Applied Physiology in Intensive Care Medicine

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Michael R. Pinsky, Laurent Brochard, Jordi Mancebo
Springer Science & Business Media, May 19, 2007 - Medical - 378 pages
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Te practice of intensive care medicine is at the very forefront of titration of treatment andmonitoringresponse. Te substrateofthiscareisthe criticallyill patientwho,by defnition, is at the limits of his or her physiologic reserve. Such patients need immediate, aggressive but balanced life-altering interventions to minimize the detrimental aspects of acute illness and hasten recovery. Treatmentdecisionsandresponsetotherapyareusually assessed by measures of physiologic function, such as assessed by cardio-respiratory monitoring. However, how one uses such information is ofen unclear and rarely supported by prospective clinical trials. In reality, the bedside clinician is forced to rely primarily on physiologic principles in determining the best treatments and response to therapy. However, the physiologic foundation present in practicing physicians is uneven and occasionally supported more by habit or prior training than science. A series of short papers published in Intensive Care Medicine since 2002 under the heading Physiologic Notes attempts to capture the essence of the physiologic perspectives that underpin both our understanding of disease and response to therapy. Tis present volume combines the complete list of these Physiologic Notes up until July 2006 with the ass o cia t ed r e vie w a r tic les o v er t h e s a m e in t er val t ha t a ls o addr ess e d t hes e cen tral issues.
 

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Contents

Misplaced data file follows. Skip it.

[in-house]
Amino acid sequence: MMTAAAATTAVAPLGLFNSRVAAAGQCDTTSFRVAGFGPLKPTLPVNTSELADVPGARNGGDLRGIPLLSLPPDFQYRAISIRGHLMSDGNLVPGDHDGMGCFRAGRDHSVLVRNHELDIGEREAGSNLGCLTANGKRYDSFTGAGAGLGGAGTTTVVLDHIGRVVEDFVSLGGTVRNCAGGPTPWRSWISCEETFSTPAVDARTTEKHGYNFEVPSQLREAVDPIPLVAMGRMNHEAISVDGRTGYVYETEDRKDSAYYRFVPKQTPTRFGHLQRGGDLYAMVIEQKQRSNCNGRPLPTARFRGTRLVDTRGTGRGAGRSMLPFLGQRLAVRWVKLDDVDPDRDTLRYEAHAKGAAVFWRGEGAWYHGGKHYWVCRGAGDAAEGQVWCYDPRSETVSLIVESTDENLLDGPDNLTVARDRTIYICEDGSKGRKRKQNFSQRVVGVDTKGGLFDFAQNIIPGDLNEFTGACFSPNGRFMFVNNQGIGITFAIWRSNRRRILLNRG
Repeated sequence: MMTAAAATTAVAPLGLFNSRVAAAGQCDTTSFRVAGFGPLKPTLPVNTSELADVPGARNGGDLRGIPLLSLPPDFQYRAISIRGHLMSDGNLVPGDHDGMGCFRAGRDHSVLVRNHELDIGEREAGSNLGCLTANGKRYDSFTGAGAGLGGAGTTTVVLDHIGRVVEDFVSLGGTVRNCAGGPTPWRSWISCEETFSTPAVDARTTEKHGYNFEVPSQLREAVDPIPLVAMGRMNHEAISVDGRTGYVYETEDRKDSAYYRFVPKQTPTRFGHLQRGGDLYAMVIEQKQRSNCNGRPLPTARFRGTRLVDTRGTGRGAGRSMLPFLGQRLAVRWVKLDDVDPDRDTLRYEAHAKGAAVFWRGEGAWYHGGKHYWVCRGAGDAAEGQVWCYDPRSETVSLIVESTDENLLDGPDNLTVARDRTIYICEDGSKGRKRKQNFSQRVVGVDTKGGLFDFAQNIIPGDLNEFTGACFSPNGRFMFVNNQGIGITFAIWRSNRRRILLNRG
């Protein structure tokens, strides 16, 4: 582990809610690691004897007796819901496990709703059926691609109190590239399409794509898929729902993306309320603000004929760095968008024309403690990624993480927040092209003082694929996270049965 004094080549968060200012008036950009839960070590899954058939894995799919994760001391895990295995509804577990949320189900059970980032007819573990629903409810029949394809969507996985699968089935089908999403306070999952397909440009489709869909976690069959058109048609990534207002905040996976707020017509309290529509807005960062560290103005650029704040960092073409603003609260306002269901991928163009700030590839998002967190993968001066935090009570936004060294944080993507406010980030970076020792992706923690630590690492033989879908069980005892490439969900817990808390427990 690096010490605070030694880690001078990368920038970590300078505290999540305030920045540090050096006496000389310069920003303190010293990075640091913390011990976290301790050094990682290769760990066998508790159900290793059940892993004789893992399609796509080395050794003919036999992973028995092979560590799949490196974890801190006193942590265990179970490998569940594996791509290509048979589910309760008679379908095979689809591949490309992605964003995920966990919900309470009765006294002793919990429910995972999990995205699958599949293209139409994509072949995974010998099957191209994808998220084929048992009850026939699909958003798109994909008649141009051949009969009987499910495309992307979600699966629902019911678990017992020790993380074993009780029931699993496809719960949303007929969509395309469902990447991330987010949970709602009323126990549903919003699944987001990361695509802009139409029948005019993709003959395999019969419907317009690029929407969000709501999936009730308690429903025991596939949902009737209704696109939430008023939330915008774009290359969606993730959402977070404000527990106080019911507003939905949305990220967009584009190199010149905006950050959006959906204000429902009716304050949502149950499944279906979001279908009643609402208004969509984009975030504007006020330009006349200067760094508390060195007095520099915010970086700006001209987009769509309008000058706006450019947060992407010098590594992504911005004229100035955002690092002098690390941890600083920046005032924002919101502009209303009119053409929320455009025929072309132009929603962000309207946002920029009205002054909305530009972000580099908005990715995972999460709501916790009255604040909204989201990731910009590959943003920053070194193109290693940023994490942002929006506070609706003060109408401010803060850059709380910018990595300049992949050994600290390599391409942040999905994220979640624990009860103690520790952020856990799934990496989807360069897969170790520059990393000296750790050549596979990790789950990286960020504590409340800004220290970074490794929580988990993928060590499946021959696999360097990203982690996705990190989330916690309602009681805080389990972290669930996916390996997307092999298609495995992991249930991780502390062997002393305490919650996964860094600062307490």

Contributors
xiv
variable?
3
Work of breathing
11
Dead space
17
Effects of body temperature on blood gases
24
VIII
32
Part one Historical overview
1730
Physiological Reviews
1886
Matching total body oxygen consumption
2170
Seminal Studies in Intensive Care
2187
The introduction of positive endexpiratory
2199
The concept of baby lung 303
2211
The effects of anesthesia and muscle paralysis
2220
Copyright

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About the author (2007)

Michael R. Pinsky, MD is a professor of Critical Care medicine, Bioengineering and Anaesthesiology at the University of Pittsburgh and Dr hc from the University of Paris (La Sorbonne). He is considered an expert in hemodynamic monitoring, cardiovascular and pulmonary physiology and the treatments of cardio-respiratory diseases, including septic shock, ARDS and transplantation.

Didier Payen, MD is a professor and chairman of Anaesthesiology and Critical Care Medicine at Laribosiere Hospital, Paris and the president of the European Society of Intensive care Medicine. He is considered an expert in hemodynamic monitoring, organ transplantation, nitric oxide metabolism and treatment and cardiovascular physiology.

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